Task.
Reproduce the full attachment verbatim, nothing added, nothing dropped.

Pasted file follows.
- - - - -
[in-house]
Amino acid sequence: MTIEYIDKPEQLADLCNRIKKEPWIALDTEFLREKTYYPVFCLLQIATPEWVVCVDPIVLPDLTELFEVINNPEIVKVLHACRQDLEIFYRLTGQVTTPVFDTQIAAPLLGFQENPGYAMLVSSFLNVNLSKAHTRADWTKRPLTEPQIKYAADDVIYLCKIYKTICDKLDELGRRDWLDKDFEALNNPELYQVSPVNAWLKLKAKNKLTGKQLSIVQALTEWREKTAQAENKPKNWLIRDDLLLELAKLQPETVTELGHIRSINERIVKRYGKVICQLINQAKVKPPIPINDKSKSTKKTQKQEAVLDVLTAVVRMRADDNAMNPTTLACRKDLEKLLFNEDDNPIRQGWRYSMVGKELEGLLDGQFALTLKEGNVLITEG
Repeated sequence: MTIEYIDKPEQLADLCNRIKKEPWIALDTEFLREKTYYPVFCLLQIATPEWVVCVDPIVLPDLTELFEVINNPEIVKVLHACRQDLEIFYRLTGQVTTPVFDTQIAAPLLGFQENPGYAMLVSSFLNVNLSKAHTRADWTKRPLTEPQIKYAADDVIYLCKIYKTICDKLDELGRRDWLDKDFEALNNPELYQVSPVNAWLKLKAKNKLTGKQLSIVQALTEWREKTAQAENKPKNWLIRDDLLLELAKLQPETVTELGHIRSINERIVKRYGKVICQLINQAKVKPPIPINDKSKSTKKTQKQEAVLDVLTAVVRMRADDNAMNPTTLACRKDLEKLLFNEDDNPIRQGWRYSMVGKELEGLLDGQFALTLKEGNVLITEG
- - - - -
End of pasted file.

[in-house]
Amino acid sequence: MTIEYIDKPEQLADLCNRIKKEPWIALDTEFLREKTYYPVFCLLQIATPEWVVCVDPIVLPDLTELFEVINNPEIVKVLHACRQDLEIFYRLTGQVTTPVFDTQIAAPLLGFQENPGYAMLVSSFLNVNLSKAHTRADWTKRPLTEPQIKYAADDVIYLCKIYKTICDKLDELGRRDWLDKDFEALNNPELYQVSPVNAWLKLKAKNKLTGKQLSIVQALTEWREKTAQAENKPKNWLIRDDLLLELAKLQPETVTELGHIRSINERIVKRYGKVICQLINQAKVKPPIPINDKSKSTKKTQKQEAVLDVLTAVVRMRADDNAMNPTTLACRKDLEKLLFNEDDNPIRQGWRYSMVGKELEGLLDGQFALTLKEGNVLITEG
Repeated sequence: MTIEYIDKPEQLADLCNRIKKEPWIALDTEFLREKTYYPVFCLLQIATPEWVVCVDPIVLPDLTELFEVINNPEIVKVLHACRQDLEIFYRLTGQVTTPVFDTQIAAPLLGFQENPGYAMLVSSFLNVNLSKAHTRADWTKRPLTEPQIKYAADDVIYLCKIYKTICDKLDELGRRDWLDKDFEALNNPELYQVSPVNAWLKLKAKNKLTGKQLSIVQALTEWREKTAQAENKPKNWLIRDDLLLELAKLQPETVTELGHIRSINERIVKRYGKVICQLINQAKVKPPIPINDKSKSTKKTQKQEAVLDVLTAVVRMRADDNAMNPTTLACRKDLEKLLFNEDDNPIRQGWRYSMVGKELEGLLDGQFALTLKEGNVLITEG